At our coaches’ retreat recently, Coach Amanda of Boise, Idaho told us about the content of a class she teaches called How to Get Off Processed Food.
She advises her classes, “Your body’s not a trash can,” and to not make your kids eat junk food. Like a Happy Meal, for instance. It may have a free toy, but you can buy a cheap toy at the dollar store.
She tells her class to “be a food snob,” and she has them practice throwing some packaged processed food away. And of course she advocates for those who attend to begin my 12 Steps to Whole Foods program.
This reminded me of writing in my new book, How to Eat Right In the Real World, that a key to achieving ideal weight and wellness, for me, was to become very aware of, and then challenge, this subconscious thought:
“It’s free, so I’d better eat it!”
I wonder how many pounds of white flour and white sugar, processed meat, and other junk I put into my body just because it was free. Just because of my poverty mentality.
It is a triumph, and an important part of my progress, to no longer feel any angst on airplanes when they ask what soft drink I want, and whether I want Bischoff cookies or pretzels (now you know what airline I fly). I just say “no, thanks” and just get water.
It’s a triumph that now I go to a party and see a dessert I always loved, and just pass it up.
I still have to occasionally challenge this thought:
“I don’t know when I will ever have a chance to eat lemon bars again!”
I remind myself, “I can have lemon bars or any other treat anytime I want. I just choose not to, today.”
This helps me avoid that scarcity mentality I grew up with. (With 8 children, and limited groceries, as we lived on my father’s military income and the BX was a long drive away, most food was rationed. If we got a nectarine, the bowl they ripened in announced, with a hand-lettered sign, that there was just one per person. If we got juice, you had to measure your small cup 2/3 full, and if you took more, you were in trouble. (There were plenty of tattlers around for enforcement.)
I have noticed that scarcity mentality, which can lead to weight gain and poor health, has little to do with one’s income. It is a mindset far more about our past experience, and how we view the world.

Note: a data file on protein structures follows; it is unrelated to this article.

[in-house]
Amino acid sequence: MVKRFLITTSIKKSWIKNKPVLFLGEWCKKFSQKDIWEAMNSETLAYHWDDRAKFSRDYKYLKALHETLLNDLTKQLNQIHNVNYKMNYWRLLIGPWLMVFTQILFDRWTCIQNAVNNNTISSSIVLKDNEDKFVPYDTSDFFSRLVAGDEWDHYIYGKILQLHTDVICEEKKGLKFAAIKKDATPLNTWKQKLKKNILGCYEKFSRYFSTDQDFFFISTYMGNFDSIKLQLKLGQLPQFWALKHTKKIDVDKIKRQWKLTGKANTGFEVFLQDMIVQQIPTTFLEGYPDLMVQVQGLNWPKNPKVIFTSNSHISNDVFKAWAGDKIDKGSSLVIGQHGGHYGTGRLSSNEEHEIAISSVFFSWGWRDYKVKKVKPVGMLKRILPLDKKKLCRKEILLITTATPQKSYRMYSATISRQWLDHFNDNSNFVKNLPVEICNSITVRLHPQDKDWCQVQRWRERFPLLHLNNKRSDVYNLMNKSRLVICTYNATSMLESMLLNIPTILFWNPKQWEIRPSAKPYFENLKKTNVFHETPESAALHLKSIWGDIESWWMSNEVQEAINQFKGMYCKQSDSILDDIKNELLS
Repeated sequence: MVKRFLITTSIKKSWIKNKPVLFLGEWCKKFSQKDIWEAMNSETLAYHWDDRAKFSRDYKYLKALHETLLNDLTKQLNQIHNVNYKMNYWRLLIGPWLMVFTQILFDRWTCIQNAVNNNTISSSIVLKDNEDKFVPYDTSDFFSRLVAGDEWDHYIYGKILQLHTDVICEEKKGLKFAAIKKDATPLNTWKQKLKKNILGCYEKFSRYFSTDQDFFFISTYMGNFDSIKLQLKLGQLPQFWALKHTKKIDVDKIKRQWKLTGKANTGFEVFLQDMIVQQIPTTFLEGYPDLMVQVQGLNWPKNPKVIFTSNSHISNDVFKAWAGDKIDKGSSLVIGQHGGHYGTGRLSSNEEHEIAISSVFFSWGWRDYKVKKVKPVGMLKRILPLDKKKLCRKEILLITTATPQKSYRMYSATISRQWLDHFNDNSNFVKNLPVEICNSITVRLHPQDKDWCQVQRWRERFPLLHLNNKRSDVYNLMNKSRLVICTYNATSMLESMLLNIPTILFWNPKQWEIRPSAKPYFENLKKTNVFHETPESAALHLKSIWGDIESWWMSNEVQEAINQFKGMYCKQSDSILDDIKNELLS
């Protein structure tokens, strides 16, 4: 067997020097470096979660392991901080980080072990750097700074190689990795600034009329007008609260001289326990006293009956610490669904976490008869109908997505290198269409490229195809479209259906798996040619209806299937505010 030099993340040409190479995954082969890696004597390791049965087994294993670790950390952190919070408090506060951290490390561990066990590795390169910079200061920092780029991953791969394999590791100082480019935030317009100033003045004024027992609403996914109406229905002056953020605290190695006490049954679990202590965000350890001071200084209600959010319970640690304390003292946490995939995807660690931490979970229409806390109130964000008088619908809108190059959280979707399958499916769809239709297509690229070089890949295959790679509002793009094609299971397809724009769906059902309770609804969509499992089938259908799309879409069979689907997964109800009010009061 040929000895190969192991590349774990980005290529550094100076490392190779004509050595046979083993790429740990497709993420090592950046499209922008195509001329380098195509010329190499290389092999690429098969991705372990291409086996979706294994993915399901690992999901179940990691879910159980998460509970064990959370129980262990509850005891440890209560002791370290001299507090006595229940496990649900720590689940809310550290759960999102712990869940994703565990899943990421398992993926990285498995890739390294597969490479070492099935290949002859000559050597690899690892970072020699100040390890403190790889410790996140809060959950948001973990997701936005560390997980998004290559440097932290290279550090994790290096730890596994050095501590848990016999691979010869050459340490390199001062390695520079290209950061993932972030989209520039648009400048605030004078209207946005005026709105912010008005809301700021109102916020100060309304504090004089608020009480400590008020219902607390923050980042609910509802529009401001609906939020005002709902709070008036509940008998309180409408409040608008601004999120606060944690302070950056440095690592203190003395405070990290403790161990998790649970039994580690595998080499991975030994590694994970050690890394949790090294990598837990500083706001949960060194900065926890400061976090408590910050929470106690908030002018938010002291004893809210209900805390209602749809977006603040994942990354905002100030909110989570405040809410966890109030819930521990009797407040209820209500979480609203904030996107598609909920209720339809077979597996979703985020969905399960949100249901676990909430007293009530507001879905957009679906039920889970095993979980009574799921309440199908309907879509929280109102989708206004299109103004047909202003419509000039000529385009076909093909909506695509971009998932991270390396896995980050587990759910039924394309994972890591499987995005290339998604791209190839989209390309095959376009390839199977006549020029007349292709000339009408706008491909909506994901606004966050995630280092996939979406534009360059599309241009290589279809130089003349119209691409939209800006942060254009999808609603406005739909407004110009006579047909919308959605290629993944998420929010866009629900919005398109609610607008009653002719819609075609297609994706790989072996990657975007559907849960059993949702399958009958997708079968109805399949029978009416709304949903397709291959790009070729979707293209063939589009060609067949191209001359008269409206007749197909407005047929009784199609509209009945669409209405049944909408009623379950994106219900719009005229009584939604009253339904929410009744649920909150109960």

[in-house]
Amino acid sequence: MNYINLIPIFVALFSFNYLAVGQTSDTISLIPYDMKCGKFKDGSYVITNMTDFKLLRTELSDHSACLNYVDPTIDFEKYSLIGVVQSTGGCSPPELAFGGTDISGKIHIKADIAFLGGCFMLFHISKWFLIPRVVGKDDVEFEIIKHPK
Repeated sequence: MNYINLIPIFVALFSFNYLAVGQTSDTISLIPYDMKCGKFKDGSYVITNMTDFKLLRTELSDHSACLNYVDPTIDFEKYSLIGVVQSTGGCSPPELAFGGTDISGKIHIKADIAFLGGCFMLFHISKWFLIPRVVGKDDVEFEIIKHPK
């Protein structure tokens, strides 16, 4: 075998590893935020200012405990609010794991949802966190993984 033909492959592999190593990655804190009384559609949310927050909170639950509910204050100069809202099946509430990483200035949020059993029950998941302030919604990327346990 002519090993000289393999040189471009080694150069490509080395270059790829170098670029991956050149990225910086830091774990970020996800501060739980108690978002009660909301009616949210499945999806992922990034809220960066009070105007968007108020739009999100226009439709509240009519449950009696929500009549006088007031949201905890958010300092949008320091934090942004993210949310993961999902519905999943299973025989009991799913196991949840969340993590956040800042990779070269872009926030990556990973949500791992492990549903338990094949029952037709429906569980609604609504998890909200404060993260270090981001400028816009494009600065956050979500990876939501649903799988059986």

Because of my own background of scarcity, for a long time I had to constantly remind myself, “I can afford to buy pretzels anytime I want without it being a problem in my budget–and I don’t. So there’s no reason to eat these airline pretzels just because they’re free. That’s not a good reason to eat something.”
I used to marvel at friends, when I was young, who turned down cookies and candy and cake. I never turned anything down! I figured I’d better eat it because I might be hungry later. This attitude prevailed for far longer than it served (if it ever did, which is questionable).
Many years ago, a friend of mine briefly got me to go to a summer program at an elementary school several miles away. The federal government paid the school a certain amount of money, per head, for each child who ate free lunch several days a week during the summer. My friend was ecstatic to take her 7 kids there every day for pizza or chicken nuggets, milk, chips, and a brownie. There was a token nod to nutrition in the form of a few carrot and celery sticks, or a small iceberg lettuce salad, which few children ate.
I went only a few times before I realized that not having to prepare one meal and clean up the kitchen after lunch, and saving a few dollars on a nutritious lunch for my children, were not benefits that overcame the negative impact on our health of eating these foods.
And my friend who so enthusiastically recruited friends to save time and money by going to the free lunch program? Her husband made hundreds of thousands of dollars a year.
It’s hard to throw things away, when you worked hard to earn the dollars that bought that junk food! But junk food does nothing but harm to you and your family. I highly recommend the practice of throwing it away. Ceremoniously throwing processed food in the garbage will make you think twice when you’re in the store and considering buying processed food again!